First Suzuki, then Murakami, now Asada.
At this rate of going, Mathman could get their wish of Tsuya Yamaguchi competing for Japan; with Miki Ando and Fumie Suguri as her team-mates!
(If you want to know what I’m on about, see Mathman’s post in my “Parallel Universe” thread)
Seriously, though, these are worrying times for Japan’s international team. If all the rumours we are hearing are true, then all the Ladies skaters that have been representing Japan internationally in recent years (Suzuki, Asada and Murakami) are retiring.
On top of this, the guts of Japan’s Men’s international team (Takahashi and Oda; not sure about Kozuka, Machida, Murakami or Mura) could also be retiring.
Admittedly, the Men’s team does have Yuzuru Hanyu as hope for the future. But, when Kozuka, Machida, Murakami and Mura do go, then it is hard to pick out potential team-mates for him. Ryuju Hino and Shoma Uno looked promising at Junior Worlds, but we all know how difficult the step up from Juniors to Seniors can sometimes be.
But, unlike Hanyu in the Men’s, there does not seem to be any standout star for the future in the Ladies division. Satoko Miyahara and Rika Hongo looked promising at Junior Worlds, but are no-where near stepping into the skates of a Suzuki or even a Murakami. Of the skaters that are already in the senior ranks, only Hiruka Imai jumps out, but she hasn’t had a great season this year.
Although I was joking when I mentioned Kristi Yamaguchi at the start of this comment, this could realistically be the chance that Miki and Fumie were waiting for to get back into the Japanese team, even if it is just for the short term.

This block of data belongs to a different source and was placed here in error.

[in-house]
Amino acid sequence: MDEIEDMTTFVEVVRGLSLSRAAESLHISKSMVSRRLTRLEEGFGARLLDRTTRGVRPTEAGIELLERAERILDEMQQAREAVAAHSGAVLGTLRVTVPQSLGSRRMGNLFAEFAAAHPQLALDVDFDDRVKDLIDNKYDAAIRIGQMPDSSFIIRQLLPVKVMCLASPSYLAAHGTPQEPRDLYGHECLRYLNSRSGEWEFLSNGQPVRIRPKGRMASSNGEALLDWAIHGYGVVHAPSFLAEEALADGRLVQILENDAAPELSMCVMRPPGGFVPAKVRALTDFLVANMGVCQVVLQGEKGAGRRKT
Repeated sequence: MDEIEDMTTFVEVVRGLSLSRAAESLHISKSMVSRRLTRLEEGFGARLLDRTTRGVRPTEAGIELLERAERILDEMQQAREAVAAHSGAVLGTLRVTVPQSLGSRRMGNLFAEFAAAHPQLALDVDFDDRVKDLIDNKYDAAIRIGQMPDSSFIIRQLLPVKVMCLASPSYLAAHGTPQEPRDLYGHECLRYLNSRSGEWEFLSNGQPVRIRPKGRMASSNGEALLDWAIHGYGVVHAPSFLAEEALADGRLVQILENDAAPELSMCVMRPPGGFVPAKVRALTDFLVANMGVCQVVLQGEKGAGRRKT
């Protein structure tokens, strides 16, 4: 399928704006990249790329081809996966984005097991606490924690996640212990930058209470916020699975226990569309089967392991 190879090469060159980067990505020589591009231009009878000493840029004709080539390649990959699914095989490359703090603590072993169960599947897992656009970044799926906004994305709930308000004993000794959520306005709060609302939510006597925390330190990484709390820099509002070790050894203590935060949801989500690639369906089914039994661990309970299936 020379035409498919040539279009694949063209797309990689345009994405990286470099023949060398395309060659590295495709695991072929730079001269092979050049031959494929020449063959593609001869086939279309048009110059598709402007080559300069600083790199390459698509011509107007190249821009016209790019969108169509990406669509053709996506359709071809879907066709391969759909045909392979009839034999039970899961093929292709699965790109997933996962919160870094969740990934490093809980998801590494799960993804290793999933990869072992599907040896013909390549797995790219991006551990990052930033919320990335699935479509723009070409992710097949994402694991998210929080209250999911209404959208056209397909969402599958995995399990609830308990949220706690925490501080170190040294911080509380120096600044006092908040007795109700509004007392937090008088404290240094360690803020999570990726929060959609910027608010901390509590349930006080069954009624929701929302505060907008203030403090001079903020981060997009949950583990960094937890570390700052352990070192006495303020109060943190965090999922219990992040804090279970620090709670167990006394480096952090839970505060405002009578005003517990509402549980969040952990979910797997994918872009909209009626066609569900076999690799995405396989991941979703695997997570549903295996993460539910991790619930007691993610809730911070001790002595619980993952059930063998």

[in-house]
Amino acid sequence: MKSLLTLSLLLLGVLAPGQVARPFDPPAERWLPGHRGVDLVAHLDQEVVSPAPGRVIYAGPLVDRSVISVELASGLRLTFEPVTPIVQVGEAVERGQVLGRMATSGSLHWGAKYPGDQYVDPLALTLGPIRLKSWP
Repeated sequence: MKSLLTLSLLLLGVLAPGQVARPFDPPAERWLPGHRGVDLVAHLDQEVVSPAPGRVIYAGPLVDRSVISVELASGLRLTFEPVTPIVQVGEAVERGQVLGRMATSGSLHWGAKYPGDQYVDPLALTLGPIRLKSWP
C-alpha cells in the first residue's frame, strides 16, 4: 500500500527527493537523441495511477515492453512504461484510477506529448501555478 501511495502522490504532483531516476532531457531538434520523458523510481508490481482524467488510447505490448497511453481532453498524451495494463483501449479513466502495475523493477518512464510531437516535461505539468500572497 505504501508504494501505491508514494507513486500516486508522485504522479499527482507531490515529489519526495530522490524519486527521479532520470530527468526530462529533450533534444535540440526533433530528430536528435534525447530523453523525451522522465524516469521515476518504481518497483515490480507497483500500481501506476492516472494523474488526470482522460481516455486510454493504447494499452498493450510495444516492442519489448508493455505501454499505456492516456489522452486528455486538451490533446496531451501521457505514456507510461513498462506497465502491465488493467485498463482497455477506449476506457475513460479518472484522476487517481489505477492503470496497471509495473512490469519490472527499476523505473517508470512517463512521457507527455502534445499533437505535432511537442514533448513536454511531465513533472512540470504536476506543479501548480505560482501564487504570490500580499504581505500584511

And, if Miki and/or Fumie were on the team, it would provide support for whichever championship rookies that were joining them (although Hiruka has been to 4 Continents a couple of times, she hasn’t been to Worlds). And, if all the older guys do retire, Yuzuru could fulfil a similar role in the Men’s category.
Throughout the season (but particularly during the Europeans), I was saying that for major championships like the Europeans and Worlds, the Russian team should have a skater who has been there before to help support Sotnikova and Tuktamysheva if they needed it. My suggestion was that they should have sent Polina K to Europeans, and Leonova to Worlds. That would also have let Gosviani get some GP experience under her belt before the big fight for international places next season. (See this post for my full explanation). But, they didn’t… until the Worlds, anyway. And as a result, during the Europeans, all the Russian teenagers came under a lot of criticism on this forum unnecessarily.
I would hate for this to be repeated with the Japanese teenagers, whatever category they skate in.
Although the picture I am painting is not rosy in singles skating, it is even bleaker in Pairs skating. We saw that ourselves when, after Takahashi and Tran split, Japan couldn’t even find anybody to enter into the 4 Continents, Worlds and WTT.